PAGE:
A litte bit of fun with statues and depth of field inspired by the new Doctor Who (which is filmed out of South Wales) and writer Stephen Moffatt’s best creation, the angel statues from the Hugo Award-winning episode ‘Blink‘.

Copyright (c) Stuart Herbert. blog | twitter: (photography) (all) | facebook: (Merthyr Road project) (all).

If you’re reading this in the RSS feed, my original blog post also includes a Google map showing where this photo was taken. Unfortunately I haven’t managed to get the map to appear yet in the RSS feed, so for now you’ll have to click through to my blog if you want to see the map. Sorry.

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Earlier in 2010, I decided to spend a Sunday exploring the railway stations of the Coryton Line. This is the surviving section of the Bute’s Cardiff Railway, the last of the great railways built to bring coal down to the Cardiff docks. I’m sure I read somewhere that the Bute’s original intention was to run this railway along the route of the Glamorganshire Canal (which the Marquis had earlier bought), but that ultimately he wasn’t allowed to close the canal, and so had to come up with an alternative route for his railway.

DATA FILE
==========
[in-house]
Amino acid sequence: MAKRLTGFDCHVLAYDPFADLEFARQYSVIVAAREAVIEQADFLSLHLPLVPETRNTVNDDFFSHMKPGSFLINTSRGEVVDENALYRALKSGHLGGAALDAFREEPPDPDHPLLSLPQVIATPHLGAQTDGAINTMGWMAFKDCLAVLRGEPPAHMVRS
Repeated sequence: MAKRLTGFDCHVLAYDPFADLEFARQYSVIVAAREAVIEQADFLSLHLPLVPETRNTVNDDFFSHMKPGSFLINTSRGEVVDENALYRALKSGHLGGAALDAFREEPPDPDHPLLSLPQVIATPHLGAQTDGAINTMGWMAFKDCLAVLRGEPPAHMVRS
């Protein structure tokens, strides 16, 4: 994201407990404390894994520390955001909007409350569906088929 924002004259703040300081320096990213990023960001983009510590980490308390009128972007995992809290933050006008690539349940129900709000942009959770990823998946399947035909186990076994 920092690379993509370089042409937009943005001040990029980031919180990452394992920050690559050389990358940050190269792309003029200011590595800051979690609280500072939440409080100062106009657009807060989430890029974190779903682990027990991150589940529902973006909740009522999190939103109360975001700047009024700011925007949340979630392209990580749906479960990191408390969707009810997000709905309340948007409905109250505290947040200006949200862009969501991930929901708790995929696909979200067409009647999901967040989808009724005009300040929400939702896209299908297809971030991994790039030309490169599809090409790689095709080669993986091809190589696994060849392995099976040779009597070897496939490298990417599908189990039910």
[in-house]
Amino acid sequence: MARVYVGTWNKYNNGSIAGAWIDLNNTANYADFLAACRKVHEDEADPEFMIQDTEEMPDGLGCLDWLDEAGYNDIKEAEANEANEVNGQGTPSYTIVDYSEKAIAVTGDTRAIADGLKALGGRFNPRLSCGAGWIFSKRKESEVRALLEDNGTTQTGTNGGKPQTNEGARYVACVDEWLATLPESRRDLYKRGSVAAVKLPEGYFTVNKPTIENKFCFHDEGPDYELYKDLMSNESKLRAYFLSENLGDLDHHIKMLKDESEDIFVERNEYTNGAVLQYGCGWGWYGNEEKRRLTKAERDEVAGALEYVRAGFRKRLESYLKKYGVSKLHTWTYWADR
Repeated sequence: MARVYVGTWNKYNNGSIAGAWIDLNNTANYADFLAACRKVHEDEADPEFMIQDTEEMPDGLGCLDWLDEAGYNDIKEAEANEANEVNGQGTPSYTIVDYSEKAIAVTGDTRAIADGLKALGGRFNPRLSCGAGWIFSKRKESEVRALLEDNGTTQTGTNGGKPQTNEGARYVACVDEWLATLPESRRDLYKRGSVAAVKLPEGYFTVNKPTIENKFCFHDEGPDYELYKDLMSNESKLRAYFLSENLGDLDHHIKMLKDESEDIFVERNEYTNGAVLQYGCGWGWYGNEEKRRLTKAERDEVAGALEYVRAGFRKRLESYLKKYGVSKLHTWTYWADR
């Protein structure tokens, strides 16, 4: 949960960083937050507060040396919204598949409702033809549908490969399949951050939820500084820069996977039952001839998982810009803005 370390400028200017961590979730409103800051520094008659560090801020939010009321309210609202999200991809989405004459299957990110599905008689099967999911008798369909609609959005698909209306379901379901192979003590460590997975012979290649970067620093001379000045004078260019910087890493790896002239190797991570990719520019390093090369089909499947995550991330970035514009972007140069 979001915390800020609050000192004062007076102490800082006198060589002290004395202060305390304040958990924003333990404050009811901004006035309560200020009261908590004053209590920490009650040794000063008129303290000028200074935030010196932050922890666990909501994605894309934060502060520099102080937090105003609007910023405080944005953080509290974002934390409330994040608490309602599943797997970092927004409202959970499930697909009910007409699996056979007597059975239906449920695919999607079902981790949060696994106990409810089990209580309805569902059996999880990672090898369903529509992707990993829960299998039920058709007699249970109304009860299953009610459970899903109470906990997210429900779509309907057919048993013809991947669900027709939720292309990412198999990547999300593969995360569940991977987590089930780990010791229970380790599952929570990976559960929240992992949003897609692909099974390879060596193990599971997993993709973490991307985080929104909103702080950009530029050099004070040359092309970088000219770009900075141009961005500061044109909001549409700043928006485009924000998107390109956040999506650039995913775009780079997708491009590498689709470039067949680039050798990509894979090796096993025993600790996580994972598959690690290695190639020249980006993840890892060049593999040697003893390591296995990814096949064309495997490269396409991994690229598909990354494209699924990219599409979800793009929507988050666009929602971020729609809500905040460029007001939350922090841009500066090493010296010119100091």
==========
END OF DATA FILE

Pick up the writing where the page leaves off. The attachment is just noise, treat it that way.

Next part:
Today, the Coryton Line is a single-track commuter run that swings east to west across the north of Cardiff. There are no services on a Sunday, making it the perfect day to explore these stations.

The Photos

Heath Low Level Railway Station

Taken from the platform, looking north towards where the Coryton Line starts to make its turn west to Ty Glas Railway Station and beyond.

Heath Low Level Railway Station

Looking south along Heath Low Level Railway Station’s platform. The station is approached through a little alleyway between houses, and is the only one of the Coryton Line stations that does not have the familiar red-and-white railway station sign outside it.

Heath Low Level Railway Station